My client Patty thinks writing a rhyming picture book is a piece of cake. She's not alone—many people feel the same way. But it's much harder than it looks. The rhymes and meter should flow like a gentle river. On top of that, a rhyming book, like all children's books should have some tension and a steady pace so the story moves along effortlessly.
Patty had composed 30 couplets to tell the story. When I read her work, I found a few places where the story dragged. Some stanzas needed to be removed to improve the pace or flow of the story. It was important to cut unnecessary lines that didn't advance the plot.
Next, I began to concentrate on the meter (or beats). Throughout the piece the meter was uneven. This is kind of like clapping out of time to a song.
For example, one line may have had ten beats (or stressed syllables) and the following line may have had eight. That's a problem. The rhythm was off. The couplets needed to have the same number of syllables or the story would not sound smooth when read out loud.
Once the meter was adjusted, I focused on the rhyme at the end of each couplet. Rhyme has to be spot on, no cheating. For instance, day and stage is not a true rhyme, but day and say would work. Using a website like Rhymezone can help writers find better rhyming choices.
Then after improving the meter and the rhyming, I read the piece again to see if there was enough tension. In Patty's story, the main character had a problem, but she solved the problem too easily. Patty needed to make it more difficult for the character to reach her goal. So, with this story a stanza or two had to be created to bring about more tension.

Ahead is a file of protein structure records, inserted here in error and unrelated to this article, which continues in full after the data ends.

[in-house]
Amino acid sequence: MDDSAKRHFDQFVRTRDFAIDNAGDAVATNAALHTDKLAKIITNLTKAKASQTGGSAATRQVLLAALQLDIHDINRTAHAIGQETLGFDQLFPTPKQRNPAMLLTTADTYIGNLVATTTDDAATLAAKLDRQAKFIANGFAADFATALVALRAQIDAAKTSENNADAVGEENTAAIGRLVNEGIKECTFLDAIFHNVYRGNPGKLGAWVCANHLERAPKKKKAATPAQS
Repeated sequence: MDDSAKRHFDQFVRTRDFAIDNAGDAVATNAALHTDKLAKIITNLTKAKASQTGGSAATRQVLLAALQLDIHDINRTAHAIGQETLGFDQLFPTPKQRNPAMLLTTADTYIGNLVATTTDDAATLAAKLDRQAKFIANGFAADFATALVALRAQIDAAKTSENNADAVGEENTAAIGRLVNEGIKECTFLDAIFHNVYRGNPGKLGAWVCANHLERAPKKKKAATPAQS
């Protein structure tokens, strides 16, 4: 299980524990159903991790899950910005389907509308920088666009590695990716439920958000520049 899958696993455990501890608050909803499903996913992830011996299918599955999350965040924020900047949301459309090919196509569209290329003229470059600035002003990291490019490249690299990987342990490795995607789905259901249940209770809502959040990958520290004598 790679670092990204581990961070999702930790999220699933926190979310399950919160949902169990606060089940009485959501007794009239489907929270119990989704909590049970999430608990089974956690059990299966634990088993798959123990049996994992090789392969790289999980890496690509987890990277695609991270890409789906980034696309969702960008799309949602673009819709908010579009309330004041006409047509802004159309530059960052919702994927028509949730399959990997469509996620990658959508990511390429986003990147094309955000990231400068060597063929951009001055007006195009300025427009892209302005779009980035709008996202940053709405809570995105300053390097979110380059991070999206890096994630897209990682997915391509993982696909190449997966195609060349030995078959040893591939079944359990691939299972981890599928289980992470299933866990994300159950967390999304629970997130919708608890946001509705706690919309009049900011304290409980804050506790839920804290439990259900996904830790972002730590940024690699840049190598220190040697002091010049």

As you can see with this example, meter, rhyme, tension, and flow are important factors to consider when writing a rhyming picture book.
If you are interested in writing a rhyming story, here are some more things to keep in mind:
- Know that when you query a rhyming picture books, agents may be less likely to accept it. Agents are leery of rhyming books and they are on the lookout for forced rhyme that does not advance the plot.
- Read other rhyming picture books to see how to achieve perfect rhyme. Learn from other writers how they managed to pull off rhyme.
- Find another trusted to person to read your work. Get their thoughts and revise accordingly.
- Read your work aloud. If you find places where you stumble on a word or the rhythm is choppy, it's time to rethink those phrases. When you read the story out loud, it should flow effortlessly, as smoothly as a gentle river.
A lot of people think it's easy to get a picture book published. But the truth is, writing for kids is tough. Writing a rhyming picture book is even tougher. But if you can perfect the meter and rhyme and create enough tension and flow, you will have the essentials for writing a rhyming children's book.
✌ and ♥
Here is an excellent article on writing rhyming books for kids: